In order for a trial to take place, the defendant must first go through a preliminary hearing.
Differences between the Preliminary Hearing and the Trial
The key differences between the two are:
- Duration – A preliminary hearing is much shorter than a trial. A preliminary hearing can be anywhere between a few minutes to a couple of hours. A trial can take weeks.
- Audience – A preliminary hearing is only heard in front of a judge, while a trial has the option of having a jury decide on the outcome.
- Burden of Proof – The burden of proof always lies on the prosecution to prove guilt. But the burden of proof is much lower at the preliminary hearing level, where prosecution only needs to prove with a probable cause that the defendant committed the crime. On the trial level, the prosecution must prove beyond a reasonable doubt that the defendant committed the crime.
- Goal – A preliminary hearing is used to determine whether the charges are worth pursuing, while a trial is used to determine the defendant’s guilt.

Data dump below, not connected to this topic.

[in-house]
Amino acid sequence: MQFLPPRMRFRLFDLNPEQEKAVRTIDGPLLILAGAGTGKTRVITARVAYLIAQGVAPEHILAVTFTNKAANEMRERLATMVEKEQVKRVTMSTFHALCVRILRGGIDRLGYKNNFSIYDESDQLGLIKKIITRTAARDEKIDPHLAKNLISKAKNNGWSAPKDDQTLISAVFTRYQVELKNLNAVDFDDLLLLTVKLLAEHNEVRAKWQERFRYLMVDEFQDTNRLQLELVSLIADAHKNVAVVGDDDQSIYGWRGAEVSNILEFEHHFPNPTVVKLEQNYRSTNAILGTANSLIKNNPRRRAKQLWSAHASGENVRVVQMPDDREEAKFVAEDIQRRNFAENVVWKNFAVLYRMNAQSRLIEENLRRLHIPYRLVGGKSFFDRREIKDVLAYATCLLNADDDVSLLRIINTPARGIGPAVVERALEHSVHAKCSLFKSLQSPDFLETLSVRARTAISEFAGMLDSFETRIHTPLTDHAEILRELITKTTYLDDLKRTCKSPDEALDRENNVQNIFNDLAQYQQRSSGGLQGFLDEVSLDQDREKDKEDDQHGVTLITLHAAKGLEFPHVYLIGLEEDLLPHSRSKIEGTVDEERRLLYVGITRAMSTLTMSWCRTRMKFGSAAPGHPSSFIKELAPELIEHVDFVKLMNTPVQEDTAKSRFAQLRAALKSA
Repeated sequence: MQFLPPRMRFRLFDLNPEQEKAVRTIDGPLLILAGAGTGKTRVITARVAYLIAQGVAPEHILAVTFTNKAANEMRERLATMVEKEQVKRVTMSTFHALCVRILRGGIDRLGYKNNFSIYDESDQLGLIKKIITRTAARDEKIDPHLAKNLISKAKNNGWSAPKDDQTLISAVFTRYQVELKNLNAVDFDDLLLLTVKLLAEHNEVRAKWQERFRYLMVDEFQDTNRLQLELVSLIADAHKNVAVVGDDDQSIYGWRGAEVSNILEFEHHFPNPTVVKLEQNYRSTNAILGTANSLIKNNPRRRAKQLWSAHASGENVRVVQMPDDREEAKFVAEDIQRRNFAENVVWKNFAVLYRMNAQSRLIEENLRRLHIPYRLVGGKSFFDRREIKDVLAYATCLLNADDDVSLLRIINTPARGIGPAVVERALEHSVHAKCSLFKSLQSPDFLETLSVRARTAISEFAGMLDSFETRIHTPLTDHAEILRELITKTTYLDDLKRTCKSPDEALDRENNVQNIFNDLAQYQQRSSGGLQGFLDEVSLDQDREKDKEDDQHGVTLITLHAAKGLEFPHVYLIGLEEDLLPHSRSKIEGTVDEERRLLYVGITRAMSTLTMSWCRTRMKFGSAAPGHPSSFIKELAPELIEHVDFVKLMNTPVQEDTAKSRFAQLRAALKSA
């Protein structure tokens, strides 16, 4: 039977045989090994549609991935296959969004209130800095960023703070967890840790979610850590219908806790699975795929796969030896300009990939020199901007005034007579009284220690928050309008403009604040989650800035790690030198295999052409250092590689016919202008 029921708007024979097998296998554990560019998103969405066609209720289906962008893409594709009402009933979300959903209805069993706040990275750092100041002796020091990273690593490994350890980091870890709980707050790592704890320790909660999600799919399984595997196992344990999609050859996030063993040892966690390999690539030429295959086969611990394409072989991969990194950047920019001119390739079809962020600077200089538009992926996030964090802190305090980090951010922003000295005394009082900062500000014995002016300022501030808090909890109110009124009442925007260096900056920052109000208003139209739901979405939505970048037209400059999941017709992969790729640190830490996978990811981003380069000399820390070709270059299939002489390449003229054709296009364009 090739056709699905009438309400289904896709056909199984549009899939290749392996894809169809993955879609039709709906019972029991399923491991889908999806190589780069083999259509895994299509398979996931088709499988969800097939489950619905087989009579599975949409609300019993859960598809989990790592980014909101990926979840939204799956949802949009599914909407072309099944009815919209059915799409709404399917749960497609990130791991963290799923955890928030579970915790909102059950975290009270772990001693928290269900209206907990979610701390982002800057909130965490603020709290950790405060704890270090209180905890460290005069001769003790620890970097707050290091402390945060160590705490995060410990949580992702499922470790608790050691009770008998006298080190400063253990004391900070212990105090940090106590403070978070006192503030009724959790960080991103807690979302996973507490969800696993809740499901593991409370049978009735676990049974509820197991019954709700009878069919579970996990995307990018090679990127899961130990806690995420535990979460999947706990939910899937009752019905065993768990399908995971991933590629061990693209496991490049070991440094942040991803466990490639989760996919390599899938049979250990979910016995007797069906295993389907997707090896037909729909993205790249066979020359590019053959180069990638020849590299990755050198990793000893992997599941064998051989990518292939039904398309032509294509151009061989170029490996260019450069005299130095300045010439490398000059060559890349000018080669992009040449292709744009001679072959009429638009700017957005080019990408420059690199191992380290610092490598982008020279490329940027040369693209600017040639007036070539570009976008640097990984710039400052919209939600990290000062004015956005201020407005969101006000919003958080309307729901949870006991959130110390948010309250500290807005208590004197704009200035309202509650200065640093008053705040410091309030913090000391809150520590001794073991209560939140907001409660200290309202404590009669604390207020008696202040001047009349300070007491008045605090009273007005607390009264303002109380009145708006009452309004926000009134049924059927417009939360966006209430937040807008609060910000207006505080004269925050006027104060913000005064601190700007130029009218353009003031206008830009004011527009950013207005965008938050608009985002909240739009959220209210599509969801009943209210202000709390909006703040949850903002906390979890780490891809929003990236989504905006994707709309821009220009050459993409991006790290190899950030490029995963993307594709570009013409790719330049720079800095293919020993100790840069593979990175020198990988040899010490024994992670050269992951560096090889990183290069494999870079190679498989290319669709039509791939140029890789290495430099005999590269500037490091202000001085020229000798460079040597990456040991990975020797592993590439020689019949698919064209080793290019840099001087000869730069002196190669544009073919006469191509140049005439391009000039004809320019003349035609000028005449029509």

Preliminary Hearing as a Substitute
A preliminary hearing is an assessment of the case by the judge. The judge will make a precursory decision as to whether the defendant is guilty or innocent. Generally, the prosecution has the easier case to make since they only need to prove that there is a probable cause that the defendant committed the crime.
Nonetheless, if the defendant is able to show he is innocent, he will not need to go through the lengthy and expensive trial process.
Benefits of a Preliminary Hearing
Despite preliminary hearings being very short, it can give insight to the prosecution’s strategy. Thus, the defense can assess how strong the case is and whether there are any credible evidence and witnesses. This information is very important because it can help the defendant to decide whether they should settle the case with a plea bargain or proceed with a full trial.
Consulting an Attorney
If you find yourself in some legal trouble, please contact a criminal defense lawyer as soon as possible. Being involved early on in the case will help your lawyer see a fuller picture, and thereby increase your chances of showing your innocence.